Africa’s medium term growth prospects positive, as world economy strengthens

Africa maintained an average growth rate of about 4% in 2013, compared to 3% for the global economy, underscoring the continent’s resilience to global and regional headwinds.

According to the 2014 African Economic Outlook, a report produced by African Development Bank (AfDB), the OECD Development Centre and the United Nations Development Programme, growth performance varied widely across country classifications and regions.

Growth in sub-Saharan Africa was 5% in 2013 and is projected to be 5.8% in 2014. Excluding South Africa, the figures are 6.1% and 6.8%, respectively. East and West Africa recorded the fastest growth in 2013, 6% or above. Furthermore, growth in low-income countries, at 6% or above, exceeded that of upper-middle-income countries in North and Southern Africa at below 3%. Africa’s medium-term growth prospects look good.

Africa’s average growth is projected to accelerate to close to 5% in 2014 and 5%-6% in 2015, thus to levels last seen before the onset of the 2009 global recession. This forecast is based on the premise of a gradual strengthening of the world economy and also on improvements in political and social stability in those African countries currently affected by conflicts. But if the global economy should remain weak, or if political and social tensions within Africa were to improve less than assumed, growth would be lower than projected, the report states.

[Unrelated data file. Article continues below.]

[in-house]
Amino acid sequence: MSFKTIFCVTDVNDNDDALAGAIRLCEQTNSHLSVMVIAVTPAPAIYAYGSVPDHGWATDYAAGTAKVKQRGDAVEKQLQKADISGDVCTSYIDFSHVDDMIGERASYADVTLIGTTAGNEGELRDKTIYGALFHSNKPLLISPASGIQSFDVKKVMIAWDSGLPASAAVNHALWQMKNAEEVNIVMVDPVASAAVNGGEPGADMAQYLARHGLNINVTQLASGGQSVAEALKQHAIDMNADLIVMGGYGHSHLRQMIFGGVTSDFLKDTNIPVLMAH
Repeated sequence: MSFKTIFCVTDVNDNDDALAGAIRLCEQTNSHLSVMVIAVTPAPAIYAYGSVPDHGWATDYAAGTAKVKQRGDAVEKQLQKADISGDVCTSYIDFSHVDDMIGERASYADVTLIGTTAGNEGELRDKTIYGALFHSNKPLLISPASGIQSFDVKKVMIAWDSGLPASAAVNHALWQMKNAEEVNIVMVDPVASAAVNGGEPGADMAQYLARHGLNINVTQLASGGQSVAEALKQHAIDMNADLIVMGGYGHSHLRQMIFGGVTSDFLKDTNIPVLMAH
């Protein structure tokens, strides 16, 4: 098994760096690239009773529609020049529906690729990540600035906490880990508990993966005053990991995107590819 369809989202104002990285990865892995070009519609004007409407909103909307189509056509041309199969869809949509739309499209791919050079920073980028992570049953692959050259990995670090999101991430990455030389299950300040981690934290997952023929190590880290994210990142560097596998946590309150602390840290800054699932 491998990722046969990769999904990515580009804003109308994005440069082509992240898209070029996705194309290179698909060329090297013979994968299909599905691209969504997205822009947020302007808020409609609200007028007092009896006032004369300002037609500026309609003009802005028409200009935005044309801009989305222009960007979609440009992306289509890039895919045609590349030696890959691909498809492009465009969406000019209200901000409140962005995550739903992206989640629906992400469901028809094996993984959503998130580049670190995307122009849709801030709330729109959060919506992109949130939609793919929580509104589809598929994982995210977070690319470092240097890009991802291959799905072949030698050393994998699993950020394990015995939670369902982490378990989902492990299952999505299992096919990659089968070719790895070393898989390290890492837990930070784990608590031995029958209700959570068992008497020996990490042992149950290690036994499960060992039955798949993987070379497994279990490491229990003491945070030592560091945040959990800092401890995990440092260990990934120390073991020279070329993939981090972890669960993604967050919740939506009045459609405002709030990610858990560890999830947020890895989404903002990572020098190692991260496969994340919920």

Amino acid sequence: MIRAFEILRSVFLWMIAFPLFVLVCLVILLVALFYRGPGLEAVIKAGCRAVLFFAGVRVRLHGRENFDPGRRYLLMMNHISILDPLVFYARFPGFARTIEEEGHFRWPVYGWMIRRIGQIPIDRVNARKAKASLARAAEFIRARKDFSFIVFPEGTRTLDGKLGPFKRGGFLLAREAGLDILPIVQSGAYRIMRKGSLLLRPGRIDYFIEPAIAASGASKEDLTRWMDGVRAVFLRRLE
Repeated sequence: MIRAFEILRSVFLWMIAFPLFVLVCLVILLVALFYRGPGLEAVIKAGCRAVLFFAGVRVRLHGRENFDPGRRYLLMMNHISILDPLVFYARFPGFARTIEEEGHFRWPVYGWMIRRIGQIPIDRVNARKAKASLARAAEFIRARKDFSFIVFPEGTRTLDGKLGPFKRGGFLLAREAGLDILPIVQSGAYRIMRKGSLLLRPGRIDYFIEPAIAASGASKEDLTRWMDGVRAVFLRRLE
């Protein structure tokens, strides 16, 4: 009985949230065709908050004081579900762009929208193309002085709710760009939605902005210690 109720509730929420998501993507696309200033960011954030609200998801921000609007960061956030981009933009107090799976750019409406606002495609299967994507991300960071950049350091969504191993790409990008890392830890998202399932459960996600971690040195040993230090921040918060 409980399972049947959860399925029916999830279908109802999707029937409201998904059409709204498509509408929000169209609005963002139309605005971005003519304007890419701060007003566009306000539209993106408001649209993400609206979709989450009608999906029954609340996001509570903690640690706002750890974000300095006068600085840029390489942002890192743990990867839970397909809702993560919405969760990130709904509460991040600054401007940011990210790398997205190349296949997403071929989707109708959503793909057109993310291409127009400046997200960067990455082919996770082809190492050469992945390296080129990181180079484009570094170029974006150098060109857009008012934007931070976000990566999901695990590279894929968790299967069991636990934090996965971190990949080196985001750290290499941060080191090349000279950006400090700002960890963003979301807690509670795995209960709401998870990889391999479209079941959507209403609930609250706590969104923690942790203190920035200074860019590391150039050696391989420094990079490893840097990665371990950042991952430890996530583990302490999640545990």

Inflationary pressures have eased in many countries as energy prices have stopped rising and food prices have declined. These developments, together with prudent fiscal policies,have provided some scope for monetary policy to reduce interest rates. But in other countries where fiscal policy has been lax and where currencies have weakened, monetary policy has tightened to stem inflationary pressure.

Africa’s exports to the rest of the world grew faster than those of any other region in 2012, but they remain dominated by primary commodities and accounted for only 3.5 percent of world merchandise exports in 2012.

Avoiding that trap involves investing in new and more productive sectors, building skills, creating jobs and acquiring new technology, knowledge and market information. These interventions require sound public policies, as well as entrepreneurs that are willing and capable of helping achieve these gains.

The report uses the example of South Africa, which achieved a remarkable turnaround in its automotive industry by removing obstacles and providing incentives for component producers and assembly lines. It also shows that the development of agribusiness value chains in countries such as Ghana, Kenya and Ethiopia has contributed to economic growth and job creation.AfricaEconomicGrowth

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